Gary Whalen Is the Second Would-Be Candidate to Withdraw from the Phoenix City Council Race This Year
After going to considerable effort to qualify for the August 30 ballot, a Tea Party candidate in Phoenix City Council's District 1 abruptly pulled out of the race June 15 after New Times reported that he'd pleaded guilty to charges stemming from his arrest in January for assaulting a man police identified as his "ex-boyfriend" and "intimate partner."
Gary Whalen ended his campaign to represent residents living in northwest Phoenix with a brief note to the Phoenix City Clerk on June 15: "I officially withdraw from the Phoenix City Council race. Please ensure that my name does not appear on the ballot. Thank you."
Phoenix election officials say they can't remember a time in recent history that a candidate resigned after qualifying for the ballot. Whalen's campaign collected at least 200 signatures, the minimum required.
Whalen, 42, was one of three candidates challenging the district's current representative, Councilwoman Thelda Williams. He pledged "conservative leadership," had a blog page on the Greater Phoenix Tea Party Patriots' website, and noted on his own now-defunct website that he was educated at the Legionaries of Christ Seminary in Connecticut.
Local political experts say that Whalen was a legitimate candidate who was expected to give incumbent Councilwoman Williams a run for her money. (Williams had raised about $17,000 as of last December; the next campaign filing's not due 'til the end of this month, so there's no way of knowing how much Whalen had raised.)
According to a Phoenix Police Department report, Whalen came home from a bar sometime after 9 p.m. on January 23, apparently intoxicated, and kicked in his 27-year-old roommate's locked bedroom door, grabbed a piece of broken molding, and whacked repeatedly at his former partner, striking him only once on his "inner left thigh."
The ruckus was apparently so loud that Whalen's neighbor called 911, telling police that he heard "Gary's voice screaming and yelling" at someone in the house and "crashing sounds coming from inside."
When cops arrived at Whalen's house, they found his roommate locked out, standing in front of the home in his underwear.
The roommate, Daevon Turner — who identified himself as Whalen's ex, according to the police report — told police that he was lying in bed when Whalen started pounding on his bedroom door "with such force that it eventually broke." Whalen told him to pack up his belongings and get out. As he tried to get dressed, Whalen picked up a piece of wood from the broken door and started swinging it at him.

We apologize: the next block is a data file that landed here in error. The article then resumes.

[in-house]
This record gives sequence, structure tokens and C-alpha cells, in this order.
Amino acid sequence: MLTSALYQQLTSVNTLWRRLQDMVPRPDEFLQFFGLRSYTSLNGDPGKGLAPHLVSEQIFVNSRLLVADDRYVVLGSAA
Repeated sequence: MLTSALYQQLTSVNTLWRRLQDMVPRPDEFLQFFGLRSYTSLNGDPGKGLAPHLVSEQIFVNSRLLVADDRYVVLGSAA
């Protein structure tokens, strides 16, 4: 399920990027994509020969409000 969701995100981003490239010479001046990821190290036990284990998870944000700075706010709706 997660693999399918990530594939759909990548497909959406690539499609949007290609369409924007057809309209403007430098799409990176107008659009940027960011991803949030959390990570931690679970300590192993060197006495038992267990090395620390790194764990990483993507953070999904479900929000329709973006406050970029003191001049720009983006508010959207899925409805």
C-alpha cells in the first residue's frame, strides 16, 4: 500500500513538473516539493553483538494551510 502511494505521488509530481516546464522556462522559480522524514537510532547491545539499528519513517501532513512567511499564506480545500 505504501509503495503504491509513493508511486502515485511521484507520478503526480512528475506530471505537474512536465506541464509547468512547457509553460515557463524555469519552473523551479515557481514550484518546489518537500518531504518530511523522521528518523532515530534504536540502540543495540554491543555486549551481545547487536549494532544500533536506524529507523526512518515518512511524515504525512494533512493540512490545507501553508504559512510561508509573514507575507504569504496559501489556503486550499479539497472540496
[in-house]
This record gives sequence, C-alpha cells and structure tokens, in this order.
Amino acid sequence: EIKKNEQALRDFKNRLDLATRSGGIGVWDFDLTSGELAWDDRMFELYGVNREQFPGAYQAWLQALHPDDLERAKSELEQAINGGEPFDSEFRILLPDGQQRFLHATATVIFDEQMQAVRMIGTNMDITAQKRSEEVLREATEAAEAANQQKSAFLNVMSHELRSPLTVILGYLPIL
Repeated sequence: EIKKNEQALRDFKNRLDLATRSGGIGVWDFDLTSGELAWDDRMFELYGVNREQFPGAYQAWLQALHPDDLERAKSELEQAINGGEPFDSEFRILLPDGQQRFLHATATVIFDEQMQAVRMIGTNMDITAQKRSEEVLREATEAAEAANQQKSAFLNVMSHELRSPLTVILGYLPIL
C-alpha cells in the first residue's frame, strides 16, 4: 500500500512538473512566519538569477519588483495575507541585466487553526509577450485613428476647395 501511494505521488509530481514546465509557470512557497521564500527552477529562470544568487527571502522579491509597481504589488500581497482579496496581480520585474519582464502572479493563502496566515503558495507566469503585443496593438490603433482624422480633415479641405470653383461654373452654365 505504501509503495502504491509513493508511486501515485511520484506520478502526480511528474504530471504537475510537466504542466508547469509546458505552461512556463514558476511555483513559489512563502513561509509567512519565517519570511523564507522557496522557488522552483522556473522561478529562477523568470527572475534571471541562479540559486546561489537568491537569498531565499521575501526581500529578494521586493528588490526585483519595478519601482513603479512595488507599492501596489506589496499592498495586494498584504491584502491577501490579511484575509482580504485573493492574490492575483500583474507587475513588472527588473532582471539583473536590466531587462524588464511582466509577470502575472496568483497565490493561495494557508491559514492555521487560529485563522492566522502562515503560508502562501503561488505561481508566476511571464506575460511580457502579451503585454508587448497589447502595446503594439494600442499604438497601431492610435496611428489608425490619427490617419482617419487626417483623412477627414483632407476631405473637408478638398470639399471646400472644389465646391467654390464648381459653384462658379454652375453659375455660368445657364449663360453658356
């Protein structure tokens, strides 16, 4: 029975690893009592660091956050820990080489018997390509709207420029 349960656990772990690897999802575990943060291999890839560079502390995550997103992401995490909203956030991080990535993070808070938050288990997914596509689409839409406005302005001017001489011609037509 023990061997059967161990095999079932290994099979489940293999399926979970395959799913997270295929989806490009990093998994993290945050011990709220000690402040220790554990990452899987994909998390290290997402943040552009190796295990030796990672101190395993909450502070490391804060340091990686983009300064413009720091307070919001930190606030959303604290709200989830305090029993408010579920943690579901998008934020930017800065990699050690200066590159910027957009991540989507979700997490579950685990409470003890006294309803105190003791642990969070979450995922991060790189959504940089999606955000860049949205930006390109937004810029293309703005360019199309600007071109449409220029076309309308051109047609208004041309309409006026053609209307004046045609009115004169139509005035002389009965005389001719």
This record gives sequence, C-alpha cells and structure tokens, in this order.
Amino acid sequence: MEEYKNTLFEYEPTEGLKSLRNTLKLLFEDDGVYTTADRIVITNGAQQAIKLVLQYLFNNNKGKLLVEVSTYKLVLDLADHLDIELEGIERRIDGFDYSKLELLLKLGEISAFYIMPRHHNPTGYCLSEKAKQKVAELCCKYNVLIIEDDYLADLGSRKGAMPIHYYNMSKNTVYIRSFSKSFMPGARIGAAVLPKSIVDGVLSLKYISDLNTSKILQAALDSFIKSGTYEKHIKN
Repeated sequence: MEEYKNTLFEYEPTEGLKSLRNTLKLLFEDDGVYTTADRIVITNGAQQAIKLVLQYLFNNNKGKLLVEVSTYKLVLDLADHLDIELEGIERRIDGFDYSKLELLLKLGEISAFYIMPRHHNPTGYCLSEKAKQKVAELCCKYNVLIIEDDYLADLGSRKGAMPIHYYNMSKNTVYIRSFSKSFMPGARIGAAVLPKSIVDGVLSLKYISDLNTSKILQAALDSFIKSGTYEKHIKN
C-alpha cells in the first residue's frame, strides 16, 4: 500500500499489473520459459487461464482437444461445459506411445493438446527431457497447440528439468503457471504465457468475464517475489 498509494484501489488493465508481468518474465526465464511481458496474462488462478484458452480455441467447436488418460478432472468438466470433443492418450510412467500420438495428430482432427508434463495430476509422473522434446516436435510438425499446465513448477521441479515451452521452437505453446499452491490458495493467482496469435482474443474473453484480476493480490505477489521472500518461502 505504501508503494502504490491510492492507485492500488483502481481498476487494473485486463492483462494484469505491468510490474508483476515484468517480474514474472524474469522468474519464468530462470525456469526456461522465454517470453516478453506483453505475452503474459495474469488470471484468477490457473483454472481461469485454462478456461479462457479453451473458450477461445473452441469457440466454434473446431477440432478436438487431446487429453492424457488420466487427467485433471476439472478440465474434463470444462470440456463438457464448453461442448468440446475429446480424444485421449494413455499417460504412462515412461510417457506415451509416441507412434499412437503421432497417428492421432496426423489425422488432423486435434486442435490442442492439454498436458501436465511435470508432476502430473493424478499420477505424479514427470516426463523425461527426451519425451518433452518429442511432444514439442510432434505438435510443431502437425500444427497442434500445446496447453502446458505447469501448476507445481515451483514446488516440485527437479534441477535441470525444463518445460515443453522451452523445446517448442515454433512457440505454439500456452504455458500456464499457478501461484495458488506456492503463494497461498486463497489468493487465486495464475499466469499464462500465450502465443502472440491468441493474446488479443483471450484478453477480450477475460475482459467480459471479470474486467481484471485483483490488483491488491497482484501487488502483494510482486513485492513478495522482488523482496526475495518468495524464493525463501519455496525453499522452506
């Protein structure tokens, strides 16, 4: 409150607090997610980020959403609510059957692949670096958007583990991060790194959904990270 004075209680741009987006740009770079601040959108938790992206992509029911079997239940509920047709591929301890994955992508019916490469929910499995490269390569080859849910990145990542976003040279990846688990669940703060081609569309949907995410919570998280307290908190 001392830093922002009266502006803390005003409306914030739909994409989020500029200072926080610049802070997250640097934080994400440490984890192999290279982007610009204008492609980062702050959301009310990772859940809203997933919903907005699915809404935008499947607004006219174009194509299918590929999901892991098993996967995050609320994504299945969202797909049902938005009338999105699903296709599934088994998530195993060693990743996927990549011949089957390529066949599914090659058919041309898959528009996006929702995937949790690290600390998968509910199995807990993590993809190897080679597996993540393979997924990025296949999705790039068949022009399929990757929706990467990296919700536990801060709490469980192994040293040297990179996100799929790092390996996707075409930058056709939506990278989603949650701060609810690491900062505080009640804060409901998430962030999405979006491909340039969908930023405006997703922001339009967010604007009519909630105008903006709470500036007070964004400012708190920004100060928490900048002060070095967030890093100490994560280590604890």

Whalen hit his victim hard enough to leave a "swollen bruise" on his "inner left thigh," according to the police report.
Police wrote that Whalen was "extremely rude and uncooperative," smelled of alcohol, and that his speech was slurred. He refused to open the screen door through which he was talking to cops. When they asked him whether he "kicked in a bedroom door or if he had struck . . . [his roommate] with a broken piece of wood," he refused to answer and said only that "the black male . . . was a transient and this situation was over with."
When they asked him why a "man wearing only his underwear was standing in his front yard," Whalen said he didn't know the man and that he "must have got dropped off out front."
Cops tricked Whalen into opening the door, telling him that if he would just give them some clothing for the man standing in front of his home, they would leave and "be done with this call."
Whalen walked away and came back to the door with a blue bathrobe. When he opened the door to hand the officer the robe, the officer grabbed Whalen's wrist and arrested him.
Inside the house, cops found that the bedroom door was busted and confirmed that Turner did live with Whalen, based on mail addressed to him at the home. Whalen's neighbor also told cops that he'd seen Turner at the house and believed he did live there.
(Turner agreed to meet with New Times on Monday, but he didn't show up for the interview.)
Police handcuffed Whalen, took him down to the local police precinct, and booked him into the Fourth Avenue Jail.
"I asked Gary if he understood his Miranda warning, and Gary stared at me," the police officer wrote in his report. "I asked Gary several more times if he understood . . . Gary stared back at me with no expression."
Whalen had signed up to run for the District 1 seat just four days before his arrest. He reached a plea agreement on May 11 that dismissed the charges against him after he completed counseling sessions in a domestic violence diversion program.